I can’t imagine these films that are shooting for 10-15 days.
Graham Mason: Yeah, it’s pretty crazy. I think though that it creates aesthetic in a way and a kind of tone. It creates this kind of ramshackled quality that, in my case, I think kind of helps the movie because the other thing I thought about was those Colombo TV movies. They’re not shooting those things for a month. They’re shooting those probably in six days. They’re shooting it in a very kind of industrial schedule, I would say. That was something that I thought about looking at Colombo and kind of thinking like, okay, they’re reusing the set so that they can just shoot out a third of the movie on this one location and then they’re using this other location for the other third of the movie. You know what I mean? That gave me some hope that it was achievable on our timeline.
How did you first get into filmmaking and who are some of your favorite filmmakers?
Graham Mason: I’ve always kind of just wanted to do it. I grew up in Michigan and my dad is sort of an industrial filmmaker. He does commercials and industrial videos. He had video cameras that he could bring home and I would play with them. I went to film school. I’ve kind of always just been sort of walking in that direction and always been a big movie nerd. I have a lot of favorite filmmakers. For this one, we looked at Zucker brothers movies. We looked at The Naked Gun, Airplane!, and Police Squad, which was the TV show that was sort of before The Naked Gun. I also looked at Mel Brooks. I loved Mel Brooks movies when I was a little kid.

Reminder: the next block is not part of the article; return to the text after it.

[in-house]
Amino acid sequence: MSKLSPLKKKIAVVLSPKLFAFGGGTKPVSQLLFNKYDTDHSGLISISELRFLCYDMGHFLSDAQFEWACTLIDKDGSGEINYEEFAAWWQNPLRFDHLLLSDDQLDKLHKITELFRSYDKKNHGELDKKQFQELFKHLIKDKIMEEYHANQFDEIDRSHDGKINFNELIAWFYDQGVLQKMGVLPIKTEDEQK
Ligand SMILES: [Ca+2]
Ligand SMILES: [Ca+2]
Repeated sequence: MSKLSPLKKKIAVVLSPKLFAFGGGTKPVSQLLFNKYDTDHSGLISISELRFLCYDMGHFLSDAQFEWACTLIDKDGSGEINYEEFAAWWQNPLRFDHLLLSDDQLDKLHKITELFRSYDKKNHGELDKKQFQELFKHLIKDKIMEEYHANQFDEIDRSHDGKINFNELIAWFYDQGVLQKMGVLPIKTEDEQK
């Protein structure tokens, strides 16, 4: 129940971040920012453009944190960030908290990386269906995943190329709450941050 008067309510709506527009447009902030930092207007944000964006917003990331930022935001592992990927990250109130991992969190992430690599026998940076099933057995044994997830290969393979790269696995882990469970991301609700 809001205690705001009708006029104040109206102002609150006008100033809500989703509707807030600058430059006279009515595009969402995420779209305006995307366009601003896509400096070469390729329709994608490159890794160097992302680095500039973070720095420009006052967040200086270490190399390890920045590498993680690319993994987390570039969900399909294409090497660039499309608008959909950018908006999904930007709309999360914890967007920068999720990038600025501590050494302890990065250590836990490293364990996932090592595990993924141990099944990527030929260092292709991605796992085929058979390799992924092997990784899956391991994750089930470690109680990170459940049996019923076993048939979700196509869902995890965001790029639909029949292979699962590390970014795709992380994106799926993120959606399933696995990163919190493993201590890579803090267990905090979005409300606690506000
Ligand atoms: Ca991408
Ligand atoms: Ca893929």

That was kind of fun because I’ve done a lot of sort of fancy film studies but for this project, I kind of was looking at these movies that I didn’t necessarily think about particularly critically when I first saw them. I just loved them—they’re just for fun. It was cool to look at those and just kind of think actually about how they’re constructed and how they’re shot and try to recreate that. Another filmmaker who’s one of my favorites and was someone we looked at is this Finnish guy named Aki Kaurismaki, are you familiar with that?
I can’t say that I am.
Graham Mason: Aki Kaurismaki is a Finnish filmmaker. He’s still active. He’s made probably around 30 movies. They are all these really sweet, kind of deadpan comedies and they’re very beautifully filmed. He’s been a big inspiration for me. That was someone that—me and the DP watched his movies and sort of thought about the lighting and thought about the framing for Inspector Ike.